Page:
Court Dismisses EEOC’s Disparate Impact Claims Based on Criminal Background and Credit Checks

09/04/2013 / Andrew D. Moran

In an opinion which sharply criticized the Equal Employment Opportunity Commission’s attempted use of statistics to support its discrimination claims based on criminal background and credit checks, the U.S. District Court for the District of Maryland granted summary judgment to Freeman, Inc. on the EEOC’s race and sex discrimination claims under Title VII of the Civil Rights Act of 1964. EEOC v. Freeman, D. Md., No: 8:09-cv-02573, 8/9/13. The EEOC has taken the position that employers’ use of credit and conviction records in making employment decisions can have the effect of discriminating against minorities, and such information should be considered only in limited circumstances.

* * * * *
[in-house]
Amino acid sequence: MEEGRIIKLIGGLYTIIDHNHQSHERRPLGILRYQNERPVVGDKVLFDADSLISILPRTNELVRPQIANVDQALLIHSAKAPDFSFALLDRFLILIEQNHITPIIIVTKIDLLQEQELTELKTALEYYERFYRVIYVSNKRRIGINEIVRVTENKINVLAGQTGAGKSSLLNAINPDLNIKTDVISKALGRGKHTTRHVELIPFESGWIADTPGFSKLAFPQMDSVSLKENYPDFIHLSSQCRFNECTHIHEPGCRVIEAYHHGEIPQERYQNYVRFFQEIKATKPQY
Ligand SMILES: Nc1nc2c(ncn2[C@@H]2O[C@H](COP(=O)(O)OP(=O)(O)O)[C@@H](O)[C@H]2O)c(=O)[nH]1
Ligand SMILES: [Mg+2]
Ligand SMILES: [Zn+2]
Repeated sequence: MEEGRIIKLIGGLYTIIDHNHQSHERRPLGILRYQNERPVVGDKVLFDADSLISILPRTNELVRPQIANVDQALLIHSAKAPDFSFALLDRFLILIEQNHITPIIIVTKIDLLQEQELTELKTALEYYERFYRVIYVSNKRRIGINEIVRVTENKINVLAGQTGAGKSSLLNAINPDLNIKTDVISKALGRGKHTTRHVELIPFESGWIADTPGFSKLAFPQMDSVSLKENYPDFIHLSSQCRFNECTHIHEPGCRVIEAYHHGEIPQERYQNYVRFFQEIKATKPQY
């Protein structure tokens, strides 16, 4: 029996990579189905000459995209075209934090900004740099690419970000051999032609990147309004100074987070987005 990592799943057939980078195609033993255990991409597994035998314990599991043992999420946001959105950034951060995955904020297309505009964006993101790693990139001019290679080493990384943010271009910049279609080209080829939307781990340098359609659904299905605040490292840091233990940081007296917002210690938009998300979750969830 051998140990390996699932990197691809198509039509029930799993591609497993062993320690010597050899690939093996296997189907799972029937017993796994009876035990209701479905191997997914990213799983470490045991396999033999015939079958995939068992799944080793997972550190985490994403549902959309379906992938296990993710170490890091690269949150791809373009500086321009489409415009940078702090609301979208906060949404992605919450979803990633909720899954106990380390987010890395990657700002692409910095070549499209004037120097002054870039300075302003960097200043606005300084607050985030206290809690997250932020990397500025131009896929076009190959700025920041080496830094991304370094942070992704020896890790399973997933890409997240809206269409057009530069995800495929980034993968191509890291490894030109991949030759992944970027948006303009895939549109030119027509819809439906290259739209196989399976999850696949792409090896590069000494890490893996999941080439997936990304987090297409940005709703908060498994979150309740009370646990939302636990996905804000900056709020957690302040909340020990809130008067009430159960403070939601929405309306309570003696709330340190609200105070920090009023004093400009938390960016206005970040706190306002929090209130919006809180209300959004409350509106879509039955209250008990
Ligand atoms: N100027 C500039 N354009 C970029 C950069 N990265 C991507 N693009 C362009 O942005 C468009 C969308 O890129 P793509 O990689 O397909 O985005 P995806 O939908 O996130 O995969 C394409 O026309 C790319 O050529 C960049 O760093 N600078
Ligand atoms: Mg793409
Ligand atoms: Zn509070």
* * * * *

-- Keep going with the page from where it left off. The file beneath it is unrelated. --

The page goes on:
In 2001, after experiencing problems with embezzlement, theft, drug use, and workplace violence by its employees, Freeman began conducting credit history and criminal background checks on applicants. The types of credit checks performed by Freeman varied with the nature of the job sought, including additional checks for “credit sensitive” positions in which an employee would: have access to client or company credit card information; handle money or other valuable items; have budgetary authority; have decision-making authority with respect to customer invoices; or make purchases from vendors. Freeman also conducted criminal background checks for applicants who were offered positions, and used a multi-step evaluation process to review the information obtained. These checks screened applicants for both convictions and outstanding arrest warrants, but not arrests, within seven years of the application date, and Freeman made case-by-case decisions on applicants whose background checks revealed convictions and outstanding arrest warrants.